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Home | Family Law | Divorce

Illinois Divorce


An Illinois divorce, or dissolution of marriage, can be filed by either spouse to end the marital relationship. Upon completion of an Illinois divorce, the parties are restored back to single status. The court will also issue any necessary orders for child support and custody, alimony (spousal support) and the division of community and separate assets and debts. LegalZoom can assist you in the document preparation and filing for your uncontested Illinois divorce without the expense of an attorney.

Types of Divorce in Illinois

Uncontested Divorce in Illinois

The parties to a dissolution proceeding may file a joint petition for simplified dissolution (dissolution of marriage is the official name for divorce in Illinois)if they certify that all of the following conditions exist when the proceeding is commenced:

1.           Neither party is dependent on the other party for support or each party is willing to waive the right to support;

2.           The parties understand that consultation with attorneys may help them determine eligibility for spousal support;

3.           One or both spouses meet Illinois? residency requirement;

4.           Irreconcilable differences have caused the irretrievable breakdown of the marriage and the parties have been separated six months or more and efforts at reconciliation have failed or future attempts at reconciliation would be impracticable and not in the best interests of the family;

5.           No children were born of the relationship of the parties or adopted by the parties during the marriage, and the wife, to her knowledge, is not pregnant by the husband;

6.           The duration of the marriage does not exceed 8 years;

7.           Neither party has any interest in real property;

8.           The parties waive any rights to alimony;

9.           The total fair market value of all marital property, after deducting all encumbrances, is less than $10,000, the combined gross annualized income from all sources is less than $35,000, and neither party has a gross annualized income from all sources in excess of $20,000;

10.       The parties have disclosed to each other all assets and their tax returns for all years of the marriage; and

11.       The parties have executed a written agreement dividing all assets in excess of $100 in value and allocating responsibility for debts and liabilities between the parties.

To promote amicable settlement of disputes, the parties may enter into a written or oral agreement containing provisions for disposition of any property owned by either of them, maintenance of either of them and support, custody and visitation of their children. The terms of the agreement, except those providing for the support, custody and visitation of children, are binding upon the court unless the court finds, after considering the economic circumstances of the parties and any other relevant evidence produced by the parties, that the agreement is unconscionable.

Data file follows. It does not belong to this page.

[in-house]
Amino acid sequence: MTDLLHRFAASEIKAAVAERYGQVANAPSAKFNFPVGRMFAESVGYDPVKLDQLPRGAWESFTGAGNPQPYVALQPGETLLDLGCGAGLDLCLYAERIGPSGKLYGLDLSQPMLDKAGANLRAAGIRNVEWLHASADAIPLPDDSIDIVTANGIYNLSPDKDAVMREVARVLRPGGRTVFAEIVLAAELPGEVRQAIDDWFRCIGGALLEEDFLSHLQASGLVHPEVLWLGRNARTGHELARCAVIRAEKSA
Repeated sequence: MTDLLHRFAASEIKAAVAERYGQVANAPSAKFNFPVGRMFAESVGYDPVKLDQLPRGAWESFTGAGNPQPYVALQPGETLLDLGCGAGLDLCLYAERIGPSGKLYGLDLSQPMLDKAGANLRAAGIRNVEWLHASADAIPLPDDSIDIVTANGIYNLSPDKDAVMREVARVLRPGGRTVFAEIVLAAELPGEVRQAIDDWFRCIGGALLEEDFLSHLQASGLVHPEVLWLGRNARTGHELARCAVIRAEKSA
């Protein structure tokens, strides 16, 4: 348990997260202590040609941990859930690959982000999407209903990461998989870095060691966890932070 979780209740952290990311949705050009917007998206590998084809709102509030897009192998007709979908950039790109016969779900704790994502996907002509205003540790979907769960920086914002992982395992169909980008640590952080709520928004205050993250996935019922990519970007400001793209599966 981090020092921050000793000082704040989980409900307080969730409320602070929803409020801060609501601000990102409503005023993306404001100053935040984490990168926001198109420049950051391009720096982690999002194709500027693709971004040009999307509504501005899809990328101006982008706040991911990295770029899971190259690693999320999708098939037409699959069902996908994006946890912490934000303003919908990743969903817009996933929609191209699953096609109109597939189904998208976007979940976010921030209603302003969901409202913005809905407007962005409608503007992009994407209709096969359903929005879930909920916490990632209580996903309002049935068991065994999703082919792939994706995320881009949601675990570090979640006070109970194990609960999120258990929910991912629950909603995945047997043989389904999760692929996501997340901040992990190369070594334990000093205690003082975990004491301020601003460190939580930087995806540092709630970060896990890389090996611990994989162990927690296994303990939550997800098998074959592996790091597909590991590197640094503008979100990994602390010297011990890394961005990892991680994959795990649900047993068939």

Default Divorce in Illinois

If the Respondent spouse is in default, the court will proceed to hear the cause upon testimony of the Petitioner spouse taken in open court, and in no case of default will the court grant a dissolution of marriage or legal separation or declaration of invalidity of marriage, unless the judge is satisfied that all proper means have been taken to notify the Respondent of the petition for divorce. Whenever the judge is satisfied that the interests of the Respondent require it, the court may order such additional notice as may be required.

Alternatives to Divorce in Illinois

A legal separation is when the parties live separately but remain legally married to one another. A legal separation may be granted if both parties to the marriage have lived separate and apart without cohabitation for a period of one year next preceding the commencement of the action. Either spouse may eligible for reasonable support and maintenance while they so live apart.

An annulment is sought in order to nullify the marriage and disavow its existence, returning the parties to their prior single status, as if they never married. The person seeking the annulment has the burden of proving to the court that one of the conditions of nullity has been met in order to have the annulment approved. Annulments are most often sought by people who feel stigmatized by the status of being divorced, or for ease of remarriage in their particular religion. Marriage contracts may be annulled in the following cases:

  1. A party lacked capacity to consent to the marriage at the time the marriage was solemnized, either because of mental incapacity or infirmity or because of the influence of alcohol, drugs or other incapacitating substances, or a party was induced to enter into a marriage by force or duress or by fraud involving the essentials of marriage;
  2. A party lacks the physical capacity to consummate the marriage by sexual intercourse and at the time the marriage was solemnized the other party did not know of the incapacity;
  3. A party was aged 16 or 17 years and did not have the consent of his parents or guardian or judicial approval; or
  4. The marriage is prohibited.

 
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